I thought that Avast was Czech? If it's the same Avast I have heard of. AVEVA is majority owned by a French (or French based) company. Darktrace is Anglo-American with links to the spooks. So it can probably get a contract for doing unspecified "national security" work if it needs it. Micro Focus has been bought by a Canadian company.

    So where are these British tech companies again? They are about as British as Starbucks.

    And look how stodgy they are! They're not the Google or Apple of today. They're the IBM of yesterday - fairly solid but not really going places. They're not exactly a great opening line with some hot babe or chap you encounter. Oh, you work at... where is it again?

    1. Al fazed
      IT Angle

      Re: The UK tech sector, and in general

      Darktrace ?

      Weren't they Cambridge Anals before they stuck their finger up to the UK go vermins ?

      Just asking........

      ALF

    2. Al fazed
      Thumb Up

      Re: The UK tech sector, and in general

      Sophos is about the only one I can think of.

      ALF

    3. Anonymous Coward
      Anonymous Coward

      Re: The UK tech sector, and in general

      There are lots of small UK tech companies, 38,000 new startups registered last year alone. Of the big ones, they include BT, Vodafone, Sage, etc.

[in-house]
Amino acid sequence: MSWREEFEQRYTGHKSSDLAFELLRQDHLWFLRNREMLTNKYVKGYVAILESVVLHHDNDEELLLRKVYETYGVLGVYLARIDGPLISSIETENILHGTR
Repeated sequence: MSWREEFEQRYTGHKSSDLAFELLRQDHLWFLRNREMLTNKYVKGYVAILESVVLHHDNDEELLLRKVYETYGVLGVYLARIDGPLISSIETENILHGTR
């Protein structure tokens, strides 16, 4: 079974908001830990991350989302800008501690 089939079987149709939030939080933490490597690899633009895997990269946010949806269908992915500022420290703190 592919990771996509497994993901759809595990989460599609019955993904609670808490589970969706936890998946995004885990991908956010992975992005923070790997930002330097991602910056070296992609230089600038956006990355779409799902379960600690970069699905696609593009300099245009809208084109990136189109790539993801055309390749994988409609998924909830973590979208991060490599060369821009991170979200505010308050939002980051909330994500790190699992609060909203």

Some of the big US companies are also British-owned, especially in the food & hospitality industries, for example Holiday Inn. It's an international world, people are always happy to buy successful businesses.

      1. Dan 55 Silver badge

        Re: The UK tech sector, and in general

        With the pound tanking, no British company is going to go shopping. What's left will be picked up for a bargain though, and half of that will be shut down by the new owners because the point was to buy them out so they don't compete.

    4. pimppetgaeghsr

      Re: The UK tech sector, and in general

      A handful of shyster apps in and around London and food delivery mechanisms is basically about it.

      Every city-centre is now a moped fest and the physiques around the country show off this new tech revolution.

      Good grief.

  4. Anonymous Coward
    Anonymous Coward

    No mention of anything even remotely looking like an "industrial strategy"......

    First of all let's look to the industrial past:

    (1) Aerospace: Gloster, Hawker, English Electric, Short Brothers, Blackburn, Fairey, Avro, de Havilland....